How to review App Privacy data on your iPhone, iPad, or Mac
In organizations, Apple’s App Privacy data can start a conversation about privacy-respecting apps as well as help IT leaders stop the use of apps that collect more data than necessary.
Apple’s easy-to-review privacy policies give IT administrators an excellent opportunity both to talk about privacy and to take steps to protect data. The following steps guide you through how to review currently installed apps, deliberate concerns and ultimately decide what action to take (if any) for each app.
SEE: Microservices: The foundation of tomorrow’s enterprise applications (free PDF) (TechRepublic)
1. Review privacy policies for all apps installed from the App Store
For every app on your iPad, iPhone, or macOS device, search for the app in the App Store, scroll down to the App Privacy section, then enter the key categories of data collected into a row in your spreadsheet (Figure A). In the App Store, you may tap See Details in the App Privacy section of an app to access all reported data that an app collects.
If you want to track this information for all of your apps, you might create a spreadsheet with four columns: One for the app name, one for the most concerning app privacy category displayed, one for the data collected within the most concerning app privacy category, and another column for your initial identified action to take (e.g., keep, delete, replace, or investigate) (Figure B).
In my case, I reviewed the App Privacy information for 225 apps I had installed and identified the following number of apps in each category:
- 28 apps – Data Not Collected (12%)
- 35 apps – Data Not Linked to You (16%)
- 24 apps – Data Linked to You (11%)
- 33 apps – Data Used to Track You (15%)
- 105 apps – No details provided (47%)
Of these, the first two categories are of little concern, since those either don’t collect data at all or don’t link that data to me. However, all apps in the latter three categories merit more detailed review to learn exactly what data each app collects.
2. Delete privacy-invading apps you don’t need or use
Often, you’ll identify apps you no longer need, use, or want. Some deserve deletion. In my case, I deleted 22 apps immediately after my app privacy review. These included a few travel-related apps, as well as some parking apps I haven’t used in months. I also deleted a few games that collected more data than I felt was merited.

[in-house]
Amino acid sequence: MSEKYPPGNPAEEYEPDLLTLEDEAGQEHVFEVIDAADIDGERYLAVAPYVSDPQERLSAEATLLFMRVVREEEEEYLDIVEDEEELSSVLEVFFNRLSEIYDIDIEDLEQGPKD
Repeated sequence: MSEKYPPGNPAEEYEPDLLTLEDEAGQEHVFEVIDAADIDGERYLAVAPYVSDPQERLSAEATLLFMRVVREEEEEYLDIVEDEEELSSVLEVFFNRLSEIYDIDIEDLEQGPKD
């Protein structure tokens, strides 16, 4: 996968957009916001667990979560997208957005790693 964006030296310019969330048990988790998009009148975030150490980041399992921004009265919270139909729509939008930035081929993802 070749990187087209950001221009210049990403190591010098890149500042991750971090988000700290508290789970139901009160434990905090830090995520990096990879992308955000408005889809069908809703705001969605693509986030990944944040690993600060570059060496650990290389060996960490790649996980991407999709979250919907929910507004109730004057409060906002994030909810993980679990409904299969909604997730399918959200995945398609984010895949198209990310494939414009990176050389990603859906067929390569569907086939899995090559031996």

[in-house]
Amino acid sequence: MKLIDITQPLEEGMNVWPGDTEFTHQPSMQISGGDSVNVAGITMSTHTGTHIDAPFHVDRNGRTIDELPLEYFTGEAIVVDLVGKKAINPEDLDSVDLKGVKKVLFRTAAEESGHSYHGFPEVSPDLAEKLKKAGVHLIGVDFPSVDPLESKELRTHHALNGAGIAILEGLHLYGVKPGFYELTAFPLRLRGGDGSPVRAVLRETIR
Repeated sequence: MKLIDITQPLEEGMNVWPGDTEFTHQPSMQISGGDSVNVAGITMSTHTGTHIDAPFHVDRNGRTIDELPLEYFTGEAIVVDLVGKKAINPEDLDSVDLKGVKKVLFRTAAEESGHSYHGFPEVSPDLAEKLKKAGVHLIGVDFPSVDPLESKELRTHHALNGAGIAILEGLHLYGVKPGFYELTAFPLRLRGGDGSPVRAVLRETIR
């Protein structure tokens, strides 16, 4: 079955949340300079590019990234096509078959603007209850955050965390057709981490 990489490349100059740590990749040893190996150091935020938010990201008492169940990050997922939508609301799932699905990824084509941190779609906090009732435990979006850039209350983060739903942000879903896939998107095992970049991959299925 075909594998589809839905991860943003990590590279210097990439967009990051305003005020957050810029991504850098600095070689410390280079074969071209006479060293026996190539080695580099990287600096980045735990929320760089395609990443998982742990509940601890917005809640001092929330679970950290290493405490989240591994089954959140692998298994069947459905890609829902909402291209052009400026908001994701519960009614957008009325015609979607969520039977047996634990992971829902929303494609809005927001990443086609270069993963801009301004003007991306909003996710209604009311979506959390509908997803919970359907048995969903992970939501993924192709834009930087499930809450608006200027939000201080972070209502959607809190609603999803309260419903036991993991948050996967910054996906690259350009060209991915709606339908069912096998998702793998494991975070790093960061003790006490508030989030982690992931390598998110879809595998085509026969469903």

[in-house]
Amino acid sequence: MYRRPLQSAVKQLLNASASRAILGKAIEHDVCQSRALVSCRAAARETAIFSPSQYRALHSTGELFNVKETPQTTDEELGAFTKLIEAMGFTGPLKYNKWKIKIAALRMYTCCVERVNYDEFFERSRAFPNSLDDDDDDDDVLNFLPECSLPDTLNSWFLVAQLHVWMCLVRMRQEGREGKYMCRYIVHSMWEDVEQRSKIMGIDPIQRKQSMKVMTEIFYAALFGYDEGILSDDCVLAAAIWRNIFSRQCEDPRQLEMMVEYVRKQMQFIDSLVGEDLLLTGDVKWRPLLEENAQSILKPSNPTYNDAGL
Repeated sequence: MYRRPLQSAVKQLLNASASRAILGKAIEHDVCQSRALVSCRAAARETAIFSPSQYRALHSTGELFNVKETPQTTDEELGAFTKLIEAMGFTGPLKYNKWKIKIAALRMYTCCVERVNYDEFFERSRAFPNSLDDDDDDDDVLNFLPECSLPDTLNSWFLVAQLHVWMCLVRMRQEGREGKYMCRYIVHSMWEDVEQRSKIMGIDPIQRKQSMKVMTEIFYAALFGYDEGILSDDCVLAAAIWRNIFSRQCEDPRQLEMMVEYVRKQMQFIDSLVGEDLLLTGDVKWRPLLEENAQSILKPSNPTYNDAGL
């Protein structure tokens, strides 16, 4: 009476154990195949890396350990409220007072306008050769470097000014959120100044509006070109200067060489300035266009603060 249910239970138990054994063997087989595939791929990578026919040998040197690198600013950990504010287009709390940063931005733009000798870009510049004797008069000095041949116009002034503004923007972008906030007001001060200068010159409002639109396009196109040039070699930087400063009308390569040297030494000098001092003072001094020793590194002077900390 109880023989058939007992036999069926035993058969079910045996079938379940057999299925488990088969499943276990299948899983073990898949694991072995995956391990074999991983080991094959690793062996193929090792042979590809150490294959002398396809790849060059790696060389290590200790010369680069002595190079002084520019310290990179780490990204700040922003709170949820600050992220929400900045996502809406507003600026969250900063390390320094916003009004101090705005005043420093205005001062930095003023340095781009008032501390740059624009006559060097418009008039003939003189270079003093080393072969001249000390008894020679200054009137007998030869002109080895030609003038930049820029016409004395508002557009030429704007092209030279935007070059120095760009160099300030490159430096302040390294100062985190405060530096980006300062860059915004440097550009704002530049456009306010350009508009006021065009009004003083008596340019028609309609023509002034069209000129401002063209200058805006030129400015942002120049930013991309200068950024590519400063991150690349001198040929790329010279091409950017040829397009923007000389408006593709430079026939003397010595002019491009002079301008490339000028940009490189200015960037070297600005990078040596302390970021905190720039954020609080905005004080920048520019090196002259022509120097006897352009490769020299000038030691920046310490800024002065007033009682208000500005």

3. Seek privacy-respecting alternatives
Another set of apps may collect more data than you like, but may also be important to you–for work, for information, or for specific features or functions. When I learned that a multi-page scanning app and an image resizing app each were actively collecting data, I easily identified alternatives. In other cases, such as eBay, Yelp, and Zillow, I decided to remove the app and access services in the browser.
However, you’ll likely end up with at least a few apps that aren’t easy to replace immediately. I have a list of six apps that I would prefer to replace with more privacy-respecting alternatives. I now have a “search for alternative apps” project on my task list. If you’re an IT leader, this search-for-alternatives task may be a service you and/or your team might provide to people in your organization.
4. As each app updates, review App Privacy information
When I completed my initial review, just under half of my apps (47%) lacked App Privacy data. I’ve added a weekly task to my to-do list to examine recently updated apps for App Privacy information. As this data is added, I’ll repeat the “keep, delete, or seek alternative” review process above.
5. Where merited, minimize or ban privacy-invading apps
My review identified three categories of apps that were quite likely to collect and/or track data: News apps, video streaming apps, and, (not surprisingly) social media apps. Organizations concerned about data privacy should take steps to prohibit, limit, or reduce the use of apps in these categories. For example, if your company owns devices, you might prohibit the installation of streaming video apps, limit the use of news sites to websites (instead of installed apps), or restrict social media app use to specific company-approved services. Facebook/Instagram, LinkedIn, Snapchat, and TikTok, and Twitter all link lots of data to you. In my case, I’ve decided that the features and utility of the official Twitter app outweighs my concern about the data the company collects, so the Twitter app remains installed.
What has your App Privacy review indicated?
If you use Apple devices, have you gone through a thorough review of the App Privacy data for your installed apps? What did you discover? How many apps did you delete, switch, or decide to tolerate based on the data they collect? In the comments or on Twitter (@awolber), let me know what you learned from your App Privacy review.